I enjoyed this and enjoyed? a similar experience with football getting all the pageantry and rah rah rah rallies and our baseball field having no home run fence and no dugouts; just a bench to sit on.

    There’s nothing more sobering than hitting a tape measure job and watching it roll rather than disappear. I wouldn’t know from experience, but it’s what my teammates told me.

    That was Wisconsin-not exactly a hot bed for athletes like Texas. It’s more funny than a complaint because in comparison to other neighborhoods, we were very privileged-almost spoiled, but baseball was low on the totem pole of importance. I preferred it that way. Way less hype and complication.

    One of the obstacles to playing any organized sport is the politics involved. In my opinion, it requires a lot of psychological strength to endure and it plays a role in ruining careers.

    • verdun2 Says:

      While in high school our men’s basketball team won a state title. Football was so important, no one noticed. The baseball team got to post season one time. I did a post on it (“Is it a Perfect Game if No Body Sees it?” back on 16 May 2012). Again no one noticed. Damned shame how much work some kids put into doing something for their school or town or whatever and no one cares.

  3. glenrussellslater Says:

    I can relate, V. I was a member of the track team in my high school, and we were very, very good, and we received no recognition and the team received no funding, whereas the football team, which had a losing record for years and years, got new shoulder pads, new uniforms, new EVERYTHING every single year!!! We didn’t get appreciated at all!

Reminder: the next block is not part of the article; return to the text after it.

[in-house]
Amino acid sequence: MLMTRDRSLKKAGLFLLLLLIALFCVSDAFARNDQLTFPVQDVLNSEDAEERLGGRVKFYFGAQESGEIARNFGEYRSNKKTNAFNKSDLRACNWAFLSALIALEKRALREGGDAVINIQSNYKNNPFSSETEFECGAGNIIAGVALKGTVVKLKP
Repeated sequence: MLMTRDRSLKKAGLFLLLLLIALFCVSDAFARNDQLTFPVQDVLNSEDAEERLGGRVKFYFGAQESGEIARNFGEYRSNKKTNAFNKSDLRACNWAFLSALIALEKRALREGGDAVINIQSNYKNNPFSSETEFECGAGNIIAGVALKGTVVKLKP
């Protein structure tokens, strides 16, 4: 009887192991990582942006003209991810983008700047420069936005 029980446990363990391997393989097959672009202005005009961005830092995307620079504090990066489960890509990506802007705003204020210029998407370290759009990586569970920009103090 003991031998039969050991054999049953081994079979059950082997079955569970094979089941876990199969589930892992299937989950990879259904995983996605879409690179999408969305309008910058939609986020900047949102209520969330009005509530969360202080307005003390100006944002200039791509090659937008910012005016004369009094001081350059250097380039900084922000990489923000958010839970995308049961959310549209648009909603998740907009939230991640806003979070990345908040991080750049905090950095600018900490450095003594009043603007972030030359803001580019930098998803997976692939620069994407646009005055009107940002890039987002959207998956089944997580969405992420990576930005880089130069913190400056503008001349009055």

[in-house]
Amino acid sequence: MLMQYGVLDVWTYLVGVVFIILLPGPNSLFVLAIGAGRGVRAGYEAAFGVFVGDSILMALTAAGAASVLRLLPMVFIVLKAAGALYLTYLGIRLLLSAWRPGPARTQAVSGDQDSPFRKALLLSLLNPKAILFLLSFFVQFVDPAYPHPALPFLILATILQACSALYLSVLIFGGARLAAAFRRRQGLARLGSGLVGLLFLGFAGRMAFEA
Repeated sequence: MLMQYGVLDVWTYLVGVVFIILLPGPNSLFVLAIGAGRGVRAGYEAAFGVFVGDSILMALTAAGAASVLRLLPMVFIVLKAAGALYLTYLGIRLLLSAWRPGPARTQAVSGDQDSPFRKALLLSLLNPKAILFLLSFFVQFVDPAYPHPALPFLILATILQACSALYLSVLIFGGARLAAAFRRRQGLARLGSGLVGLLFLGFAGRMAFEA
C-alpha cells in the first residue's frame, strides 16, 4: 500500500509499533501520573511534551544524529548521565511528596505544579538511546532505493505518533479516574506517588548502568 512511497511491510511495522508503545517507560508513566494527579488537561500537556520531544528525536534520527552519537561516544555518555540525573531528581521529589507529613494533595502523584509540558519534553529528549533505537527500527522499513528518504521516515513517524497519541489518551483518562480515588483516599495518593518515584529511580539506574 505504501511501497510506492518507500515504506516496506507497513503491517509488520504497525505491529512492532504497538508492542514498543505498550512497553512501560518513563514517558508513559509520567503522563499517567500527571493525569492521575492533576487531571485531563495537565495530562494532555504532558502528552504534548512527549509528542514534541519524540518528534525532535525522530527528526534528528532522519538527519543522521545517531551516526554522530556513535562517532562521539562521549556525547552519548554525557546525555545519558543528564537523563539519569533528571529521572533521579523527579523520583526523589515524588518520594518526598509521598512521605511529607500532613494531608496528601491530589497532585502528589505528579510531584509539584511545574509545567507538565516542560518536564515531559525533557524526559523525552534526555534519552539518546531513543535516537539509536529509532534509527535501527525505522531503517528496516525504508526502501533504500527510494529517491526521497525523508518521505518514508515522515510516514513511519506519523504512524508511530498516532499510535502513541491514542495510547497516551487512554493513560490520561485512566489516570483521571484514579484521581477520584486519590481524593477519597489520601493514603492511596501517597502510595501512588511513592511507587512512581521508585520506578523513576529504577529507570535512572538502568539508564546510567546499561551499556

My mother’s area of Western Pennsylvania is like a microcosm of Texas in terms of football. Football is the ONLY thing that counted for anything out there. She’s from Ambridge, Pennsylvania, and if you look at a map of Beaver County, Pennsylvania, you’ll see that it is BIG football country. Beaver Falls produced Joe Namath and Joe Walton, who was the head coach of the Jets (but not while Namath was playing; in the 1980s), and others. Babe Parilli, who was Namath’s backup on the Jets Super Bowl team, came from Rochester. Aliquippa produced Mike Ditka, Tony Dorsett, and and a whole lot of other NFL players, as well. (and, for the record, Yankee Doc Medich, and basketball great Pistol Pete Maravich, too.) New Brighton was an unusual town in Beaver County in that it produced no NFL players, but two prominent baseball guys (Jack Clark and Terry Francona). I’m sure there were plenty of NFL players from Ambridge, as well. Incidentally, Jim Rooker opened up a bar in Ambridge while he pitched for the Pirates. My mother told me that Joe Montana was from Rochester, which is also in Beaver County, but I looked it up and I don’t see any documentation of that, but my mother is (almost) always right, so I’ll take her word for it!

    Most importantly, Ambridge and Ambridge High School was where football coach Moe Rubenstein presided over, and he was the most revered man in town. (He was bigger than the mayor). He was the football coach, and the football coach in Ambridge, Pennsylvania is a real big deal. For crying out loud, Ambridge had Friday night football, in a stadium with LIGHTS, back in the 1940s, when my mother was going to school there. No one was ever home on Friday nights, my Mom says. They were at the football stadium, watching the Ambridge Bridgers play. Beaver Falls was their biggest rivalry. And not to mention that Coach Rubenstein had a close friendship and connections with none other than Bear Bryant, according to my mother.

    My mother was unhappy growing up there because she wasn’t a football player (naturally) or a football cheerleader, and they were the only ones who seemed to count in high school. Her high school was very poor academically; ALL of the money went into football, and hardly any into academics.